Event brings history alive

September 19, 2004|by Alicia Notarianni

SHARPSBURG - John and Judith Clark came from Savannah, Ga., and stayed at an area bed and breakfast Friday for the anniversary of the Battle of Antietam.

Their children gave the trip to the couple to celebrate John Clark's retirement from his work as a banker. He has a particular interest in the Civil War.

"His great-grandfather served in all the major battles of the Civil War, including the one here at Antietam," Judith Clark said. "He fought at Burnside's Bridge."


Following a tour of the battlefield and participating in festivities there, Judith Clark headed off to Sharpsburg History Days - sponsored by the Sharpsburg Historical Society - for a walking tour of historic homes, churches and gardens in Sharpsburg. Judith Clark said she was pleased to see close up and hear stories in detail about places and people from the area.

This is exactly the kind of thing Denise Troxell said the Sharpsburg Historical Society was hoping to offer through Sharpsburg History Days.

Initiated in response to this year's cancellation of the Sharpsburg Heritage Festival, which usually occurs over the Battle of Antietam anniversary weekend, Troxell said Sharpsburg History Days was arranged "to offer good, fun, educational activities related to our history."

Toward that end, the historical society worked in partnership with Forest Glen Commonwealth, a nonprofit Kensington, Md.-based historical preservation, education and interpretation group to offer lectures, exhibits, walking tours, food and music on Friday and Saturday.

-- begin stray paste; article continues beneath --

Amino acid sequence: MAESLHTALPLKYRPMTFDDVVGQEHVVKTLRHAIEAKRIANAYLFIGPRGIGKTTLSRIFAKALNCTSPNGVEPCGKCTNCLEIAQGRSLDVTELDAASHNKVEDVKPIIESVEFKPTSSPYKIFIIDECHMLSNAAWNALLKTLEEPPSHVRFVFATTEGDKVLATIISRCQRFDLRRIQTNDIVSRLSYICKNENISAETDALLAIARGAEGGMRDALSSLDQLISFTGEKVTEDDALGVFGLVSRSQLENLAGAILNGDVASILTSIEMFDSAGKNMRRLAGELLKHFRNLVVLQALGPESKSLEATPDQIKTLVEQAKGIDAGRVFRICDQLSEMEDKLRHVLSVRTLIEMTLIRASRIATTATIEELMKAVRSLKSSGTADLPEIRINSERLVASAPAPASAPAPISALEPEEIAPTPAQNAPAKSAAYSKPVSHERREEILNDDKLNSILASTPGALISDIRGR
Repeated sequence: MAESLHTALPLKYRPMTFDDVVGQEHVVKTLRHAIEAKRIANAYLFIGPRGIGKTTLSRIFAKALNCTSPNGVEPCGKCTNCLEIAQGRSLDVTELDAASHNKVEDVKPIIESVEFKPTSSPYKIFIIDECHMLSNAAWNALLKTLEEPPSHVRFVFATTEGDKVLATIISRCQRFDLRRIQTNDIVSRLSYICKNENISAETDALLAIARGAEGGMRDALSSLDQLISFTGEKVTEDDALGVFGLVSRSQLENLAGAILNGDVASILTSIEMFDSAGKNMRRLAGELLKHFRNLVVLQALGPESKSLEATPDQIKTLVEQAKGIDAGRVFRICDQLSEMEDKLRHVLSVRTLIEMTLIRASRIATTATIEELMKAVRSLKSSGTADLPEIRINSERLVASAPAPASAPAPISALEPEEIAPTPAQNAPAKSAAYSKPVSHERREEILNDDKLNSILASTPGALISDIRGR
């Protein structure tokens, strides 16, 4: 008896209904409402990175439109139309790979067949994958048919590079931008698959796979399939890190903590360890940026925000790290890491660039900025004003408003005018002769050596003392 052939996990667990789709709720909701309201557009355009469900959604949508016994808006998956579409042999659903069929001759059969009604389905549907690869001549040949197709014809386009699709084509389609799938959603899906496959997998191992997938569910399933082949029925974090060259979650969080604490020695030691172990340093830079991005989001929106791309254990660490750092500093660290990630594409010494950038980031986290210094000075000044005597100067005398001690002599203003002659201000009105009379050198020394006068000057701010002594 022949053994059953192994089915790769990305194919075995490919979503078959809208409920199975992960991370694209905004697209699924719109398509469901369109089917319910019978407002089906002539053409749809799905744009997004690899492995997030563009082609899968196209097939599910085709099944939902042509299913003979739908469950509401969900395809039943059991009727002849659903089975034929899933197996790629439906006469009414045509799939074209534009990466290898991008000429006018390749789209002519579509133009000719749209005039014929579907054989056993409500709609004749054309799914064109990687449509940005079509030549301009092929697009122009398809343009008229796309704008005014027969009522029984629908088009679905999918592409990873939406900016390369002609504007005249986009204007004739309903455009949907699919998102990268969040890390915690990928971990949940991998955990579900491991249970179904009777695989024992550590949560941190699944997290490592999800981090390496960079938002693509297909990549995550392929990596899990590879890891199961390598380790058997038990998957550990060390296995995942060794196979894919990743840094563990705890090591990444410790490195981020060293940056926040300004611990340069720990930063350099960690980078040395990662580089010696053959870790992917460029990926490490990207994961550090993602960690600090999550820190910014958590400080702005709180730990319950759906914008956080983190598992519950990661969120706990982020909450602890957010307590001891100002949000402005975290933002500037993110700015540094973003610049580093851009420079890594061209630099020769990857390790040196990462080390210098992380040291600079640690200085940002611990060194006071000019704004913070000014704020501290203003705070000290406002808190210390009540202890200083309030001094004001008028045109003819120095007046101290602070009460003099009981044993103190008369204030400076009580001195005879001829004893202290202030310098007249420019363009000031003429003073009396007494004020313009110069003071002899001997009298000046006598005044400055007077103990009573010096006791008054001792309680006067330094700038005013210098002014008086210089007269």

Exhibits at Sharpsburg Town Hall included historical documents, such as a property deed dated 1768 and signed by Joseph Chapline, the founder of Sharpsburg.

Members of the historical society pitched in over the summer to purchase the document, which was found on eBay, an Internet shopping site.

Other displays included information about the Hagerstown Model Railroad Museum at Antietam Station and local historical photographs and prints.

Lectures and tours included topics such as "Coins, Currency and Ransoms of the Civil War," "Vernacular Architecture of Mid-Maryland" and "The Truth Behind Antietam's Hospital Sites."

Matthew Baker of Hagers-town took his 16-month-old son, Joseph, along on a walking tour of Sharpsburg. Baker's mother, Melinda Baker of Sharpsburg, opened her home of about four years for the tour.

"I even learned a lot about my mom's house that I didn't know," Matthew Baker said.

Brad Toole, membership committee and home history committee chairman for the Sharpsburg Historical Society, said he estimated that about 100 people participated in the events throughout the day.

Troxell said considering the inclement weather and the fact that Sharpsburg History Days was a first-time event, she was pleased with the steady stream of people.

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